10998 Players currently online!
Man vs. Machine - good luck!
Turn-based games at any time!
Vote for the best move to win!
Do you have what it takes?
Sharpen your tactical vision!
Get advice and game insights!
Learn from top players & pros!
View millions of master games!
Your virtual chess coach!
Perfect your opening moves!
Test your skills vs. computer!
Find the right private coach!
Can you solve it each day?
Bring it all together!
Beginners, start here!
Make friends & play team games!
News from the world of chess!
Search all Chess.com members!
Find local clubs & events!
Who's the best of your friends?
Read what members are saying!
After an unsuccessful search online, I'm hoping to receive some insight from the Chess.com community on when it might be advisable to pass on a potential en passant capture. In a recent game, I was faced with the scenario shown in the diagram below. After Black played c5, I had a potential en passant capture with dxc6:
I believed my opponent was strong enough not to have overlooked this, and so began to consider potential traps which might come as a result of accepting it.
This "paranoia" mindset initially led me to prefer the move d6, foregoing the en passant and keeping my central pawns linked, with potential support from both rooks. After further consideration, I decided the material gain of the en passant came at very little risk and should be taken advantage of, since we seemed to be approaching an endgame where the extra pawn might be very significant.
I'd appreciate any thoughts on whether or not I may have overlooked a positional advantage for a material one in this position. Also, if anyone has example games where a potential en passant was forfeited for the sake of structural or positional advantages, it would be much appreciated. Thanks!
Your pawn will be much more difficult to protect in that position. He would most likely be able to gain it back. I would imagine that pushing your already passed pawn would be better than taking it e.p. You could later play Rd5 to attack the pawn and prepare to double up your rooks to protect your passed pawn.
Your pawn will be much more difficult to protect in that position. He would most likely be able to gain it back...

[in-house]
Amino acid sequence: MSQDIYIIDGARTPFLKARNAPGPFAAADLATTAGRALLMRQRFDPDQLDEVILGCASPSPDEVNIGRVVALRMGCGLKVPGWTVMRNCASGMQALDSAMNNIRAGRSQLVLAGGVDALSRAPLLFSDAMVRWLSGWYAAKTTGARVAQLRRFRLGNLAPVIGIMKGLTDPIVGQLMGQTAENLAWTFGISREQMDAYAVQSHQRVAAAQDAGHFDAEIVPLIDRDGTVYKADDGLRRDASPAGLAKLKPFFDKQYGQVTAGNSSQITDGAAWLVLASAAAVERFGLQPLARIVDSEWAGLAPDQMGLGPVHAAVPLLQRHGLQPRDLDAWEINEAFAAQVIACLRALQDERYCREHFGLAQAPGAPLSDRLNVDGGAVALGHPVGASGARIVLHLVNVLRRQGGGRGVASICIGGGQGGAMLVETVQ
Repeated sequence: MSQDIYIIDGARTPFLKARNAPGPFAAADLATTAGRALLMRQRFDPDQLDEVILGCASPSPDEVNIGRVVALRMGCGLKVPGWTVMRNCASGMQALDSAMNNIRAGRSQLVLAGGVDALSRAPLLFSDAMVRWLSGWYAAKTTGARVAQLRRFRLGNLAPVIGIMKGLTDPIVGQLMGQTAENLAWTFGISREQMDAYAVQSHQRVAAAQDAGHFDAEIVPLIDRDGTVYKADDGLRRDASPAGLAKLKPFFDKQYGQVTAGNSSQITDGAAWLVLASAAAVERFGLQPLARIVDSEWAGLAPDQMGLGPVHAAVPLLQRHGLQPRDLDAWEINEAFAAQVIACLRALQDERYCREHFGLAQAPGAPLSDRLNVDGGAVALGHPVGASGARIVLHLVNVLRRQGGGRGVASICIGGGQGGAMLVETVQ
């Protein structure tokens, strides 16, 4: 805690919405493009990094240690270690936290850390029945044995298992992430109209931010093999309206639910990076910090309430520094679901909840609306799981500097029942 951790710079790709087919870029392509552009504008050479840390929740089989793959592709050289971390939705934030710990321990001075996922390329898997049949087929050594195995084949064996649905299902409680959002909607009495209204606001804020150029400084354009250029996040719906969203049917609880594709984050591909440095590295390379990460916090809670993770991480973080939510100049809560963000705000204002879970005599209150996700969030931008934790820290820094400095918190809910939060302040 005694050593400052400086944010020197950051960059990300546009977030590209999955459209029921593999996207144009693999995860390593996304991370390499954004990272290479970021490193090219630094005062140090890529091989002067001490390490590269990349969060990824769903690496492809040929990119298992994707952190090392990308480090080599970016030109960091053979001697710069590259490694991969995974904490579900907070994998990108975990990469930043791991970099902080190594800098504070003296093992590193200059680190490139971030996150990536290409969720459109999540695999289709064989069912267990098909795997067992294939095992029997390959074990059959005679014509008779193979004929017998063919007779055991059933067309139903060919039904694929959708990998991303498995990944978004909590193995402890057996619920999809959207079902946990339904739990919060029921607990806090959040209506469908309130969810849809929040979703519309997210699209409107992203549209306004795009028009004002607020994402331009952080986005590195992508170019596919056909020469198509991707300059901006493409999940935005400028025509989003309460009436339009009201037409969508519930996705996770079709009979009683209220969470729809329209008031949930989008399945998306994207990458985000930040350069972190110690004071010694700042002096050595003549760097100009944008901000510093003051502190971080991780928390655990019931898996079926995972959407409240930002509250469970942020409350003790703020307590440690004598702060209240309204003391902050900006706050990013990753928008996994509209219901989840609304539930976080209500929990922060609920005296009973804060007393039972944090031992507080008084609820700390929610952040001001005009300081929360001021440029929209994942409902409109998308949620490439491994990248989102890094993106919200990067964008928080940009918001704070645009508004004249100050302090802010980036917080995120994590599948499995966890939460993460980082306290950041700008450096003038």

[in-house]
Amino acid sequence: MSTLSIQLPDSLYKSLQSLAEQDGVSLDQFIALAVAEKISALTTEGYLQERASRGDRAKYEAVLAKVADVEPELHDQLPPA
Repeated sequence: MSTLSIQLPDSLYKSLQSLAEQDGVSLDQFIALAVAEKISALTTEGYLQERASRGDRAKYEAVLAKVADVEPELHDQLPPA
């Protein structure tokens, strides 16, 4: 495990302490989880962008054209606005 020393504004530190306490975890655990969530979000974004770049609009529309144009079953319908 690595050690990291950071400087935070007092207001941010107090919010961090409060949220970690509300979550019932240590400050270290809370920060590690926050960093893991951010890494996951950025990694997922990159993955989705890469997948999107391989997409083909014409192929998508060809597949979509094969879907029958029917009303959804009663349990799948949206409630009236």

This was my initial feeling as well, and may have been the right one (still undecided, I guess). However, it seems like any attempt to attack my passed C pawn with his rooks would weaken his defense of his own pawns, and result in a sort of "pawn attrition" where I would have the advantage (note that I was already up a pawn prior to the en passant).
As a sidenote, there was also a psychological aspect to my choice in that I didn't want to avoid what seemed to be a good move solely out of a "fear of the unknown". I figured if it was in fact a blunder to accept the en passant, I should play it anyway to understand why and learn from the mistake, rather than wonder about "what might have happened..."
He would get the pawn back if u played it, he just did that for you to waste time.
I would suggest b3 to lock his c pawn.
Possible continuation would be 1. b3 g4 2.Bxg4 Nxe4 3.Be7 Re8 4.d6 Nd7 5.Ra5, Rd1 etc to attack both a pawn and the c pawn.
by HueyWilliams a few minutes ago
Magnus Carlsen's Unfair Advantage
by tkbunny a few minutes ago
Tal 1961-62 Set
by JackieMatra a few minutes ago
Beating people OTB is awkward
Chess for Oldtimers --- Good Idea !
by HueyWilliams 4 minutes ago
Is there any chance that a 1300 rated player can beat a 2700 rated player?
by Elubas 4 minutes ago
Advantages of The English?
by icyviper 5 minutes ago
1/29/2015 - White Wins
by carlosmadura 5 minutes ago
8/3/2014 - Mate in 2
by Rambo2004 7 minutes ago
You Don't Think Cheating is a Serious Problem?
by HueyWilliams 8 minutes ago
Why Join | Chess Topics |
Help & Support |
© 2015 Chess.com
• Chess - English
We are working hard to make Chess.com available in over 70 languages. Check back over the year as we develop the technology to add more, and we will try our best to notify you when your language is ready for translating!